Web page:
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IBRD Funding Program

Capital at Risk Notes

  • The World Bank Capital at Risk Notes program facilitates risk transfer solutions for the World Bank and its clients using the capital markets. Under this program, the World Bank issues notes where some or all of the investors’ principal may be at risk, such as catastrophe bonds (cat bonds) and pandemic bonds.

    Capital at Risk Notes are issued under the World Bank’s Global Debt Issuance Facility and receive the same tax and securities law exemptions, but they may not be assigned any security rating or may be assigned a lower security rating than the Facility. 

    Benefits to Investors

    • Potential yield enhancement
    • Opportunity to include new perils and regions to diversify portfolios

    Examples of Capital at Risk Notes issues

  • What are catastrophe bonds?

    Catastrophe bonds allow entities exposed to natural disaster risk, to transfer a portion of that risk to bond investors.

    Catastrophe bonds work in a similar manner to insurance, paying out when a disaster event meets certain pre-defined criteria (e.g., a specified earthquake magnitude).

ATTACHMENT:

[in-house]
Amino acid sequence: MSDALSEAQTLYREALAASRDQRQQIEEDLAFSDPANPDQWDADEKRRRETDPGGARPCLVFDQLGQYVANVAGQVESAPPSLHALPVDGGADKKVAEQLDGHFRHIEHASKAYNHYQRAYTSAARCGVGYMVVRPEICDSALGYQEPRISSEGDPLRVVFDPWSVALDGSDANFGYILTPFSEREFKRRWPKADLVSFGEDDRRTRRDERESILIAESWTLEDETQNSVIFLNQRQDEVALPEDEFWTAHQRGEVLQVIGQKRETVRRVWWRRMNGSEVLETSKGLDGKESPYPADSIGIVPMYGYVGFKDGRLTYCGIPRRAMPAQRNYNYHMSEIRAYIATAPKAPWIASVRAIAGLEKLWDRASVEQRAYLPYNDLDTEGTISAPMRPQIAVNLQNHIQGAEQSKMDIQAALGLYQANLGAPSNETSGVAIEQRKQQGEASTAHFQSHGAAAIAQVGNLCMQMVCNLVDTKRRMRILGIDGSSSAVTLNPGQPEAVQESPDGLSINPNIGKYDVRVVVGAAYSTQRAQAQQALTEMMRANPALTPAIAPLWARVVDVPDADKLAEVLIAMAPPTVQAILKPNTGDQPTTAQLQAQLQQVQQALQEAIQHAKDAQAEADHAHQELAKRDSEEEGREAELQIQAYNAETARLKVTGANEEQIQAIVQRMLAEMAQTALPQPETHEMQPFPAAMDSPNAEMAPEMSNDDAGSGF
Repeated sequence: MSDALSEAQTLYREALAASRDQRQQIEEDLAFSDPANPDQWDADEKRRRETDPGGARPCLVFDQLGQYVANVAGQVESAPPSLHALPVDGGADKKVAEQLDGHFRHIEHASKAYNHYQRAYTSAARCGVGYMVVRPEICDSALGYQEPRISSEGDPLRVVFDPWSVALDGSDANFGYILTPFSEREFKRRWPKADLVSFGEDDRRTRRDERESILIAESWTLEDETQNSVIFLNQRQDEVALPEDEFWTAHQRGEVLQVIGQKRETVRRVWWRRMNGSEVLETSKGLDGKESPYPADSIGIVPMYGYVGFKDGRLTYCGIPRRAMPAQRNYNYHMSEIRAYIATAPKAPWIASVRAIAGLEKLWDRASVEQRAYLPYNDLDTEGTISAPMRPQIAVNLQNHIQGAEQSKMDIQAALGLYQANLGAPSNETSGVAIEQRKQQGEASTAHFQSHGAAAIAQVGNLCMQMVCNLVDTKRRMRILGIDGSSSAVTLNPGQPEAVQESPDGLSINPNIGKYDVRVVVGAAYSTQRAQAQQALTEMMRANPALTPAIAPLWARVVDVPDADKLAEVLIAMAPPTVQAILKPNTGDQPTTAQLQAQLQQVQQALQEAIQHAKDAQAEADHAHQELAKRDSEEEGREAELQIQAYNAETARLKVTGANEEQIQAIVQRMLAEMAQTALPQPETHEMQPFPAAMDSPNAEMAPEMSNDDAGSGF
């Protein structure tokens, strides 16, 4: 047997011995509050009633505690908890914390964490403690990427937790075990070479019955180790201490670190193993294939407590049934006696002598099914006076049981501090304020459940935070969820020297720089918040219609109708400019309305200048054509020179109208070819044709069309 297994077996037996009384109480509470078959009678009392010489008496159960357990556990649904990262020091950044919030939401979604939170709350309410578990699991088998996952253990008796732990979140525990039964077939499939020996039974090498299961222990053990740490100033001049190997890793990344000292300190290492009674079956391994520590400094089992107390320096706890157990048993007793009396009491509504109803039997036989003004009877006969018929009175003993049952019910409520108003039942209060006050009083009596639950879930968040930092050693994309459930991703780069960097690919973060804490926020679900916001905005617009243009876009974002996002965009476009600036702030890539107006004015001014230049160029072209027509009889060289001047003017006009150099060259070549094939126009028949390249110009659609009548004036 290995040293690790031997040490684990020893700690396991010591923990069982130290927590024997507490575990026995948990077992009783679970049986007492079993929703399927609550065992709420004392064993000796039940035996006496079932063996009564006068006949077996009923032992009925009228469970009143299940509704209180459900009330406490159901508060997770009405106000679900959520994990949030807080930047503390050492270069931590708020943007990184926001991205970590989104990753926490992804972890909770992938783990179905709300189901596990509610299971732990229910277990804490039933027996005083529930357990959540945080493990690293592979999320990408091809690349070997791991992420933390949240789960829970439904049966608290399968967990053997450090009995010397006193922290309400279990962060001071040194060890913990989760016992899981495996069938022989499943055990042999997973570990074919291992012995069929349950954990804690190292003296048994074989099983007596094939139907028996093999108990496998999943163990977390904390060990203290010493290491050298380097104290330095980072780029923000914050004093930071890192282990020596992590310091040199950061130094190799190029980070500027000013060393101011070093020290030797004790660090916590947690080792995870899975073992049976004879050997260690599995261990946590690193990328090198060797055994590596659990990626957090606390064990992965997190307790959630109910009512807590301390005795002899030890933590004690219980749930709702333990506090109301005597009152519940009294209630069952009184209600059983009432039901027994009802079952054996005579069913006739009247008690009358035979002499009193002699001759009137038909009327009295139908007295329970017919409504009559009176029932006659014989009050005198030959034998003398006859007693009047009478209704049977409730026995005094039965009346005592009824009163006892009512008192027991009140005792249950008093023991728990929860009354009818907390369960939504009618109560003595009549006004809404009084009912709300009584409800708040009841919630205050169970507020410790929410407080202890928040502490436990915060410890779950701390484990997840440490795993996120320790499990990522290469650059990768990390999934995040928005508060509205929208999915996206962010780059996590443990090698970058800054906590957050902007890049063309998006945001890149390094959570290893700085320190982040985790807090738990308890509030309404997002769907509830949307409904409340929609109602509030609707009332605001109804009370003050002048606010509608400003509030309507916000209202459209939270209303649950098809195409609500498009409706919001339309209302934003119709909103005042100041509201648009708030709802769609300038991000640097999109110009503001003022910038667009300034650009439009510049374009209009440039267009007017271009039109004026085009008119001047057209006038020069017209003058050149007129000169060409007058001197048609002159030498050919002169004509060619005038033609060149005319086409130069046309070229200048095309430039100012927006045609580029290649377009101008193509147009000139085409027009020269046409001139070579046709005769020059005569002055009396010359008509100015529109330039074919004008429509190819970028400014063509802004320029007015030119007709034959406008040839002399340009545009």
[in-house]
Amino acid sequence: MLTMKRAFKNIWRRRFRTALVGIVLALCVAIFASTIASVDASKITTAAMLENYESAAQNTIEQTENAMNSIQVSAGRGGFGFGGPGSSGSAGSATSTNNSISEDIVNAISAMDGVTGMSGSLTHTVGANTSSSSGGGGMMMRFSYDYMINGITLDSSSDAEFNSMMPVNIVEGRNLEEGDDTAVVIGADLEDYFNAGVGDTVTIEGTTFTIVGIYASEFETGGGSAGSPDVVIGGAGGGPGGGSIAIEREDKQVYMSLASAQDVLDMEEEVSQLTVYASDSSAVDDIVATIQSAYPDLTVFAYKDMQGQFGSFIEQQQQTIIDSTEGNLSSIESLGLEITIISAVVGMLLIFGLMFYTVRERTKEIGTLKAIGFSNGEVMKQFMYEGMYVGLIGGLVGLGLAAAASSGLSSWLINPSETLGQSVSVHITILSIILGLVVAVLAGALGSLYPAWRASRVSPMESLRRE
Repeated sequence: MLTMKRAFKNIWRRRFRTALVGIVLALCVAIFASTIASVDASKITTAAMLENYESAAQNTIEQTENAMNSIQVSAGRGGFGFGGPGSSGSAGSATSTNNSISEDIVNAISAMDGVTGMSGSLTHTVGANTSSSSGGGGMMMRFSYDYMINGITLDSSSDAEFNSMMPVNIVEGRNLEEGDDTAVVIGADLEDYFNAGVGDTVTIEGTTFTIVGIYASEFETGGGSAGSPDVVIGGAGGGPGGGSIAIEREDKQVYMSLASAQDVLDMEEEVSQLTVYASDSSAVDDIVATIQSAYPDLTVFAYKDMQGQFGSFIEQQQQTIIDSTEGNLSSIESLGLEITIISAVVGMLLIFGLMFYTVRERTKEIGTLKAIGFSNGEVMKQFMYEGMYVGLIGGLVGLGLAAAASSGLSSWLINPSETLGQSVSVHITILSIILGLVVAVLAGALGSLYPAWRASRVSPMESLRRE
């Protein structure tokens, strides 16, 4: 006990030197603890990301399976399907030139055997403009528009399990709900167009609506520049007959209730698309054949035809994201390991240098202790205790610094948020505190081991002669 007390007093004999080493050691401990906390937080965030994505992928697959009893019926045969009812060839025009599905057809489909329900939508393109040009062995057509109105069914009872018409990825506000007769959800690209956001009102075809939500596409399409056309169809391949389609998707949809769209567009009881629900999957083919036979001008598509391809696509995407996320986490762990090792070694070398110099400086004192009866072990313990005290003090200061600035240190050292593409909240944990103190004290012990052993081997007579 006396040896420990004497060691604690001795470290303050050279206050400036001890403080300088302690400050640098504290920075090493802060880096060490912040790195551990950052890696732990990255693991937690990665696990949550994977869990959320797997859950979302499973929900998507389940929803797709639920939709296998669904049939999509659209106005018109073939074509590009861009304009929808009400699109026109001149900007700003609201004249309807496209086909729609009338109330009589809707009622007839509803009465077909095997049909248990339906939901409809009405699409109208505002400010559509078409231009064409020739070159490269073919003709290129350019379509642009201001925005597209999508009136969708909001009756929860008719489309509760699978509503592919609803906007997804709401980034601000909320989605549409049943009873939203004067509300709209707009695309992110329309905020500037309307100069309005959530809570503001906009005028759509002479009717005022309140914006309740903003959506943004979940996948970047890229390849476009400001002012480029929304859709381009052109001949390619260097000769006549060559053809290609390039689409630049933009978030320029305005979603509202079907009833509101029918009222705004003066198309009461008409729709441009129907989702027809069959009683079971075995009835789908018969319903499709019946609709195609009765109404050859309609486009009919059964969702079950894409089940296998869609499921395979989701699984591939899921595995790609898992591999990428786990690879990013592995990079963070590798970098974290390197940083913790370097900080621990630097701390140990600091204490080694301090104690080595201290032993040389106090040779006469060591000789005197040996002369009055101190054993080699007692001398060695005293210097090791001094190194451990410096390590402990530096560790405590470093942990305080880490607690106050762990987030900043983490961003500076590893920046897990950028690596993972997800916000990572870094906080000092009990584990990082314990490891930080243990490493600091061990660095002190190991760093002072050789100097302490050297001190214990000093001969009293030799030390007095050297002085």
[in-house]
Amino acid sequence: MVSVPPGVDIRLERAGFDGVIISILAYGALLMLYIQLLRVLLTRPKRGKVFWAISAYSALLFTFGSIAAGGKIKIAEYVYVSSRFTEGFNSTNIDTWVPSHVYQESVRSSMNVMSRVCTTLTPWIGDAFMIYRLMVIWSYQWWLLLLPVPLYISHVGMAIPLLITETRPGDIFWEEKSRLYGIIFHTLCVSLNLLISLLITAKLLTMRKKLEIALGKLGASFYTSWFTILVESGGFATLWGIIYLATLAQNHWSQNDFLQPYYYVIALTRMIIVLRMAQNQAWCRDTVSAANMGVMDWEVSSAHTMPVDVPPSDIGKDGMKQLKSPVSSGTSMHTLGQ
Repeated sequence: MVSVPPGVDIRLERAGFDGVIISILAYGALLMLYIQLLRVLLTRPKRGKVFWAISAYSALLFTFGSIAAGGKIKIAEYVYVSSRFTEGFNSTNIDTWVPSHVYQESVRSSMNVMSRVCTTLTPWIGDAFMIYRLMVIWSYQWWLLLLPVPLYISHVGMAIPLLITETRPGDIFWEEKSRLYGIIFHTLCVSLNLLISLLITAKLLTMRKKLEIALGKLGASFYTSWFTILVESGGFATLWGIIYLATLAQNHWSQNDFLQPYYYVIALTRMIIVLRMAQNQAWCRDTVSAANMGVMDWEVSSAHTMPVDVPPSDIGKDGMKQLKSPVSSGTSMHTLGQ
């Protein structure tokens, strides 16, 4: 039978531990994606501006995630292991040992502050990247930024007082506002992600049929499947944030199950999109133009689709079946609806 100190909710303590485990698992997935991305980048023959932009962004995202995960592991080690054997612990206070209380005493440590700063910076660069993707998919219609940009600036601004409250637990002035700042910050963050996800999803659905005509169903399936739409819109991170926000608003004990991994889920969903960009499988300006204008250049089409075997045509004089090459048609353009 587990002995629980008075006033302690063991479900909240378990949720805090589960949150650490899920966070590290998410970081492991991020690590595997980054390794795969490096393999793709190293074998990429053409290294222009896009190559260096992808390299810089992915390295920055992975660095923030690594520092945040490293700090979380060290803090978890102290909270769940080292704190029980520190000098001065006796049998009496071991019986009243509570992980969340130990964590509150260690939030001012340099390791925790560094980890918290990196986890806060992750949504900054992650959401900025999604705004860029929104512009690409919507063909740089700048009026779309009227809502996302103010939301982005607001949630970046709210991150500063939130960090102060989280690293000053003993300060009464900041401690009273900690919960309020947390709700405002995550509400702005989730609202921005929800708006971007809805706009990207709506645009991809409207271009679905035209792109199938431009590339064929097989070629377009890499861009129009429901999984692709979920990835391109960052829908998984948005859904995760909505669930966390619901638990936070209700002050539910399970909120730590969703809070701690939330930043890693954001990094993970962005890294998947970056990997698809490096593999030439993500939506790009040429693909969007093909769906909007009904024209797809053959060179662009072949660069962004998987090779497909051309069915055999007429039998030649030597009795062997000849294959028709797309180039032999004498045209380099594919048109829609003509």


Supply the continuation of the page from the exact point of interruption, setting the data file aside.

In a typical catastrophe bond structure, the entity exposed to the risk (known as the “sponsor”) enters into an insurance contract with a SPV that issues the bonds to investors. The SPV invests the proceeds of the bond issuance in highly rated securities that are held in a collateral trust, and it transfers the return on this collateral, together with the insurance premiums received from the sponsor, to the investors as periodic coupons on the bonds.

    If a specified natural disaster occurs during the term of the bond, some or all of the assets held as collateral are liquidated and that money is paid to the sponsor as a pay-out under its insurance contract with the SPV. If no specified event occurs, the collateral assets are liquidated on the maturity date of the bonds and the money is paid to the investors.

    World Bank issued catastrophe bonds do not require an SPV. Instead, the sponsor (or World Bank client) enters into an insurance or derivative contract with the World Bank. The World Bank issues the bonds to investors, invests the proceeds, and manages payments to the sponsor and investors.

  • The 2014 Ebola crisis in West Africa highlighted the difficulty in rapidly mobilizing funding from the international community to contain a pandemic outbreak. To address this challenge, the Pandemic Emergency Financing Facility (PEF) – housed at the World Bank – was launched in 2016 to provide an additional source of financing to the world’s poorest countries when they face cross-border, large-scale outbreaks. PEF financing consists of funding provided by Australia, Germany, IDA, and Japan as well as insurance coverage provided in 2017 through catastrophe bonds issued by the World Bank and sold to coapital market investors as well as insurance-linked swaps executed by the World Bank with insurance companies.

    For more information about PEF please visit

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